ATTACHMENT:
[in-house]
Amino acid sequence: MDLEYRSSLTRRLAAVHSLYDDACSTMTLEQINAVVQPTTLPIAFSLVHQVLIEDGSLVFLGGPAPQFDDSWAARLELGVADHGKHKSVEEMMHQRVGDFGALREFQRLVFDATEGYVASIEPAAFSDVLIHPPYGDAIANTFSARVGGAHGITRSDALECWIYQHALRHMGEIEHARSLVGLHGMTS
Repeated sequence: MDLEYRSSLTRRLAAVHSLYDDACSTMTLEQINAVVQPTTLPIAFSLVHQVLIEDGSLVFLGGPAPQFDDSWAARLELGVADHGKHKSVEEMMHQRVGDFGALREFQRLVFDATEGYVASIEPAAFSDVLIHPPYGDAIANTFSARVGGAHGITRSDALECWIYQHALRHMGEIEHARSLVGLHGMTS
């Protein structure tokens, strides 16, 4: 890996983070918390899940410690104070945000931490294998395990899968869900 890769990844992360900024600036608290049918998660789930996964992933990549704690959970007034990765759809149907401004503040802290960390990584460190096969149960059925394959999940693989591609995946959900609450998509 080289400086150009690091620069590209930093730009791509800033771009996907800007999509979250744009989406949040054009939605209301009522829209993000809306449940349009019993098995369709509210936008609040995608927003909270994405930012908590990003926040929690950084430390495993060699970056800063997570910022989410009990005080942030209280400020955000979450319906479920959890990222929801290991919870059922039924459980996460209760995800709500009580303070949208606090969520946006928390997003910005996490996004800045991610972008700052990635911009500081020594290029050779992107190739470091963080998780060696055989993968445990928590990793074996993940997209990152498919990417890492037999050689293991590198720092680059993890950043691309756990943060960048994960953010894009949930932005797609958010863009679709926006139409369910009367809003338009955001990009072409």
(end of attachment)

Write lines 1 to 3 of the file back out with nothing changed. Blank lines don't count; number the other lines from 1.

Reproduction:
[in-house]
Amino acid sequence: MDLEYRSSLTRRLAAVHSLYDDACSTMTLEQINAVVQPTTLPIAFSLVHQVLIEDGSLVFLGGPAPQFDDSWAARLELGVADHGKHKSVEEMMHQRVGDFGALREFQRLVFDATEGYVASIEPAAFSDVLIHPPYGDAIANTFSARVGGAHGITRSDALECWIYQHALRHMGEIEHARSLVGLHGMTS
Repeated sequence: MDLEYRSSLTRRLAAVHSLYDDACSTMTLEQINAVVQPTTLPIAFSLVHQVLIEDGSLVFLGGPAPQFDDSWAARLELGVADHGKHKSVEEMMHQRVGDFGALREFQRLVFDATEGYVASIEPAAFSDVLIHPPYGDAIANTFSARVGGAHGITRSDALECWIYQHALRHMGEIEHARSLVGLHGMTS